“Sitting With Death” by Rev. Caela Simmons Wood – April 18, 2013
Community Good Friday Service
Earlier this week, a clergy colleague of mine lamented aloud “why is death so hard for people?” At first I thought she was joking. I mean, anyone who has ever had someone close to them die knows that the death of a loved one can be a whole range of things and that is it often hard for the person who is dying and those around them. I rarely meet people who are just excited and jazzed up about their ultimate demise. And when I do meet those people I am a little worried for them.
But I do get what my colleague was asking – “why is death so hard for people?” Because what I have noticed over the years is that death hits people in different ways. What you learn by watching people die is that dying is a lot like living. Some people do it better than others. There’s no “one right way” but you know a good death when you see it. There are definitely deaths that you watch and just think, “Yes. That’s how it’s done. I hope I can die like that some day.”
Part of what I expect my faith system and my community of faith to do is prepare me for two inevitable realities: First, people I love will die. And I will have to learn to survive without them. Second, I will die. I have to live day in and day out with that awareness without allowing it to paralyze me. If I am lucky, I will have some time to realize that death is approaching sooner rather than later and I will have the opportunity to be aware that my death is immanent.
One of the reasons death is so hard for people is that it is mostly hidden from us. Few of us die at home, surrounded by family and friends. Many of us have never seen a person die and some people make it into their adult years before they’ve even seen a deceased person’s body. When we do see bodies they are typically made up to look like they’re simply asleep. How many times have you heard someone say, “Oh, that looks just like her. She looks like she’s just sleeping,” over an open casket? We don’t like to talk about death much. We use euphemisms like “he passed away,” “she’s gone to a better place,” or “she’s no longer with us.” We do what we can to avoid the stark reality that death is inevitable even though it is one of the few things that we all have in common.
On a day like Good Friday, though, death is unavoidable. I’m guessing this is part of the reason most church-folk shy away from Good Friday. It’s uncomfortable to gather and read these gruesome texts full of blood and gore, hatred and cruelty. It’s a challenge to figure out how to teach these stories to our children. It’s a struggle to sit in the midst of Good Friday without rushing forward into Easter. And, let’s be honest, it would be a whole like easier just to skip it altogether.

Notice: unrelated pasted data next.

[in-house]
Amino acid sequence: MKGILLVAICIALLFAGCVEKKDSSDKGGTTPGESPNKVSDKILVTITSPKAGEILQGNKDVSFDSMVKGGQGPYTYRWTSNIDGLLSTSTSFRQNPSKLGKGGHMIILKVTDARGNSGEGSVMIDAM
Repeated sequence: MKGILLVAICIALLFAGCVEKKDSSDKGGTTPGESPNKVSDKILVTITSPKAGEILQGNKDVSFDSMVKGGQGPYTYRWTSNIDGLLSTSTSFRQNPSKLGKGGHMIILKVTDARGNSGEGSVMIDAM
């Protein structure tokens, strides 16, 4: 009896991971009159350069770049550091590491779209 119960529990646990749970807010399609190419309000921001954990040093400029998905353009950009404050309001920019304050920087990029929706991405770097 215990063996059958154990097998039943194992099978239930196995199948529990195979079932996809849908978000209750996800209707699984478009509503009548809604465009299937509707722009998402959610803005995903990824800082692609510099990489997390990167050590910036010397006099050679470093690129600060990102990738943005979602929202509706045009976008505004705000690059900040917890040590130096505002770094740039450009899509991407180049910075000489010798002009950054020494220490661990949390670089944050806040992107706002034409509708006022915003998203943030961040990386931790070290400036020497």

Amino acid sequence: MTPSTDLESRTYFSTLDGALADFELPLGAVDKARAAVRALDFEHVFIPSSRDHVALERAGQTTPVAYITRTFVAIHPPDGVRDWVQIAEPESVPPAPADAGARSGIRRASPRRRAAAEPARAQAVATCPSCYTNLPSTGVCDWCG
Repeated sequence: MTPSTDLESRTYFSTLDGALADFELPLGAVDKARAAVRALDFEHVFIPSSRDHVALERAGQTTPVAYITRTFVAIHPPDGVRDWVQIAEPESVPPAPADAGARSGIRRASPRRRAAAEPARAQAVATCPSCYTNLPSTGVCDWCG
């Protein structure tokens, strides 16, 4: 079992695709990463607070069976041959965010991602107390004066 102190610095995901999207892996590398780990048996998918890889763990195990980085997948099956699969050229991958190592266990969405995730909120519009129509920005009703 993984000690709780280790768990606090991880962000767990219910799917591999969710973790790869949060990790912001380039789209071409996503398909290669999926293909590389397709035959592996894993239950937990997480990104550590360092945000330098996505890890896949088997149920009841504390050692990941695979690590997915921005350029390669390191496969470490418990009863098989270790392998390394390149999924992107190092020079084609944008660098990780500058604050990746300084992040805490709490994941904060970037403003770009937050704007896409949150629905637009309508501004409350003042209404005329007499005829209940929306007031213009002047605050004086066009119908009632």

But if we skip Good Friday or if we fail to take seriously the call to the severity of this day we miss an opportunity to sit with death. And I, for one, have decided that I never want to miss an opportunity to sit with death.
Once a month, the main governing board of our church, the Church Council, gathers to meet on Wednesday night. This past Wednesday we spent a healthy portion of our meeting shedding tears and telling stories about the way we’ve been forced to sit with death recently in our congregation. The deaths of several pivotal folks in our community have caused us to reflect on our own mortality. We cried as we remembered empty spaces in our pews. And we expressed anger at cancer, which has taken people from us long before we were ready to let them go. One of the themes that was lifted up by several wise ones around that table was just how important it is to allow ourselves to sit with death. And how thankful we are for having had the opportunity to watch loved ones die with grace, dignity, hope, and courage.
One of the things that is happening in our Passion Narratives is we get an opportunity to watch someone die “a good death.” It turns out that Jesus is our model, not only for how to live, but also for how to die.
In the passages we are hearing today, Jesus models a death that graceful, dignified, hope-filled, and courageous,
First, Jesus is not afraid to make his needs known. When he is thirsty, he says he is thirsty. I know, I know, this seems like a no-brainer. But I have watched people in excruciating pain near the ends of their lives try to suck it up because they don’t want to impose on people around them. That is hard to watch. And on the flip side, I have seen people who, like Jesus, are comfortable making their needs known. One of the more beautiful dying-times I’ve experienced was sitting with a woman and her brothers at Hospice House this past winter. Her brothers the better part of an hour just getting her comfortable. She would gently tell them, “I need a pillow here,” or they would ask, “Is it better if I prop your feet like this?” After she was finally settled comfortably in a chair, she stayed there for about 10 minutes and then asked to move back to the bed. She didn’t apologize. She didn’t shy away from expressing her needs. She just said, “I’d like to get back in bed now.” Her brothers were gentle, patient, and clearly very thankful that there were concrete things they could do to help.